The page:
Cardi B is gloomy about the economy, too: ‘When y’all think they going to announce that we going into a recession?’
Expert economists and titans of industry are holding their breath about the future of the U.S. economy, wondering whether a crashing stock market and runaway inflation woes will transform into a wider recession.
Now Cardi B is wading into the mix as well.
“When y’all think they going to announce that we going into a recession?” tweeted Cardi B on Sunday.
Although she is famous for her chart-topping singles and collaborations, this is far from the Grammy-winning artist’s first foray into sociopolitical discourse. Leading up to the 2020 election, she interviewed now President Joe Biden for Elle, and then candidate Bernie Sanders as part of his official campaign. In January, her tweets about the death of a Connecticut woman helped launch a formal criminal investigation.
Fortune reached out to Cardi B through Warner Music Group, but did not receive a comment.
A recession is often defined by two consecutive quarters of negative economic growth. The U.S. has currently experienced one such quarter, but is still waiting for official numbers on the second quarter.
A convergence of factors have led to the current moment of economic uncertainty: record-high inflation, the war in Ukraine, and persistent supply-chain problems as a result of the pandemic. The Fed has attempted to rein in inflation by instituting two hikes on its baseline interest rate, first in March and again in May. In doing so, it’s trying to navigate to a “soft landing” to inflation, in which the U.S. ultimately skirts a recession while getting inflation under control.
Cardi isn’t the only person wondering whether those efforts will be successful. More than 80% of Americans believe the U.S. will fall into a recession, according to an April CNBC survey. And consumer sentiment fell nearly 30% over the last year, according to a report from the University of Michigan released in May.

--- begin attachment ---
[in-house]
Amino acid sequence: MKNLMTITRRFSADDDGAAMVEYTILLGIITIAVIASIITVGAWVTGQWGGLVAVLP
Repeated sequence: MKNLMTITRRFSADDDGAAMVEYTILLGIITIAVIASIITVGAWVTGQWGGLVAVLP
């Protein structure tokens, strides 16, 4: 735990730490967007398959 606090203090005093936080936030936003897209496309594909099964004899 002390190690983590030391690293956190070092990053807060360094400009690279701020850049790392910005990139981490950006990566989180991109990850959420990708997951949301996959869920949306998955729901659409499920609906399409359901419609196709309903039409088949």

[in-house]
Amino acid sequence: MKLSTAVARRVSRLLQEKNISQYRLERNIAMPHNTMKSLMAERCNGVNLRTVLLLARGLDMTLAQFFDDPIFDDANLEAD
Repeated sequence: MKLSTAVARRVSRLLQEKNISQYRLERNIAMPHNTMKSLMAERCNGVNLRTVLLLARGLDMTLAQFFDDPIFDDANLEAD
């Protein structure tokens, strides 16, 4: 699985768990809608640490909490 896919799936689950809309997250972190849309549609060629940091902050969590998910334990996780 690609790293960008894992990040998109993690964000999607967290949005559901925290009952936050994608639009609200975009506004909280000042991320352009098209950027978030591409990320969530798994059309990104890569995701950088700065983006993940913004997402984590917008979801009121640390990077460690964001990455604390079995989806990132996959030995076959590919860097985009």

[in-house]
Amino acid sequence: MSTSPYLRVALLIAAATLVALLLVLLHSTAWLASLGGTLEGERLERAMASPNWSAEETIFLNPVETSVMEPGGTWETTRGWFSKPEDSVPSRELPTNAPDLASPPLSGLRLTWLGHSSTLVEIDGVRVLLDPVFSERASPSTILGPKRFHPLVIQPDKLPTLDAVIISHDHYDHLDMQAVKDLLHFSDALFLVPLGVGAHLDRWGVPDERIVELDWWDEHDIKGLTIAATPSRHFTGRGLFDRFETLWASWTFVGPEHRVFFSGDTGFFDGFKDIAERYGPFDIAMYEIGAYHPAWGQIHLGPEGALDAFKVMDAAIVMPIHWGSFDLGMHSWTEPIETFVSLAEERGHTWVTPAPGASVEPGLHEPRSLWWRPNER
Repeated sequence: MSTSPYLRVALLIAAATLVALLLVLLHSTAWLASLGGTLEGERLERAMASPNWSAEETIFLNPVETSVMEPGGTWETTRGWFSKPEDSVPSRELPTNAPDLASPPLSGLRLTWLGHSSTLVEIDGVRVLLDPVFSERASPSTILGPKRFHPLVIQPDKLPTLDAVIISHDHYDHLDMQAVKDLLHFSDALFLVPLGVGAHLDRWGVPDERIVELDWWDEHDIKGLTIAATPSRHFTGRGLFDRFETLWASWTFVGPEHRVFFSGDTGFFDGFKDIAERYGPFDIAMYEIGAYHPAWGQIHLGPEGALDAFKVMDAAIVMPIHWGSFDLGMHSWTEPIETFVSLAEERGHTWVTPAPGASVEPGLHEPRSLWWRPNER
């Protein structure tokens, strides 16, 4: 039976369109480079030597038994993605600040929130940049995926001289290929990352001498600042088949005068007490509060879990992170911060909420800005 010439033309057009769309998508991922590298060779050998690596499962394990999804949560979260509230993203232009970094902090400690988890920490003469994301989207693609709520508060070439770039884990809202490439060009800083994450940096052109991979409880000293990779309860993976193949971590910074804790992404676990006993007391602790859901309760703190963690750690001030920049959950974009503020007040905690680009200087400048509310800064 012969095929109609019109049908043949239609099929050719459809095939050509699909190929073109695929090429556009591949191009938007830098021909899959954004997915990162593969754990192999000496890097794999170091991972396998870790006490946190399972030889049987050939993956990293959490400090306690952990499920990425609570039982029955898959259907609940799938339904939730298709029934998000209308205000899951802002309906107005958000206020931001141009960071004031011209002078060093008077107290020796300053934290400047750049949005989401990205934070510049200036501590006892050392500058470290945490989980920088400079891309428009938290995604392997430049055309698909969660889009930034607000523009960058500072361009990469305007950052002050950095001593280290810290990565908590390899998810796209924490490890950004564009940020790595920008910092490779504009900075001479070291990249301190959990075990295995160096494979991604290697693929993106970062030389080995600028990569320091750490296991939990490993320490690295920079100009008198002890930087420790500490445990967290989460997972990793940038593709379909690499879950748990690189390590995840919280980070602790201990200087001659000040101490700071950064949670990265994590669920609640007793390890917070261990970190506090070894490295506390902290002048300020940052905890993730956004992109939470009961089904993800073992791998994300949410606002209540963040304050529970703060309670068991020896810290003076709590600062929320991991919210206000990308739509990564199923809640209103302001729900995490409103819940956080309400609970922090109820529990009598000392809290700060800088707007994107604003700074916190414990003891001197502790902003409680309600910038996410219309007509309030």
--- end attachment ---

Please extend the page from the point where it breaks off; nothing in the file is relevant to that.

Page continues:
Experts say that consumers’ general sentiment about the economy can even contribute to what eventually happens to it. “Persistently negative views of the economy may come to dominate personal factors in influencing consumer behavior in the future,” wrote economist and survey director Joanne Hsu in a statement accompanying the report.
“I would think the price of oil or the Fed would push us into a recession in 2023,” said investor and hedge fund manager Leon Cooperman in a conversation with CNBC in April. “It’s not written in stone, but that would be my guess.” Carl Icahn and DoubleLine Capital’s Jeff Gundlach made similar warnings to investors in March.
More recently, Elon Musk told an audience at the All-In Summit last month that the U.S. is probably already there.
“It’ll probably be some tough going for, I don’t know, a year, maybe 12 [to] 18 months,” he said. Last week, Musk told investors that he’s “feeling super bad” about the economy and wants to cut Tesla’s workforce by 10% and institute a hiring freeze, according to an internal email viewed by Reuters.
On Monday, Goldman Sachs economists said it appears the U.S. is still on the right path to achieving a soft landing for the economy. Other major banks have voiced similar optimism.
“In sum, there are a number of risks to growth across the world, but if the shocks are not synchronized then they are more likely to create an extended period of global weakness rather than a concentrated recession,” Bank of America’s economic research team wrote in a note last month.
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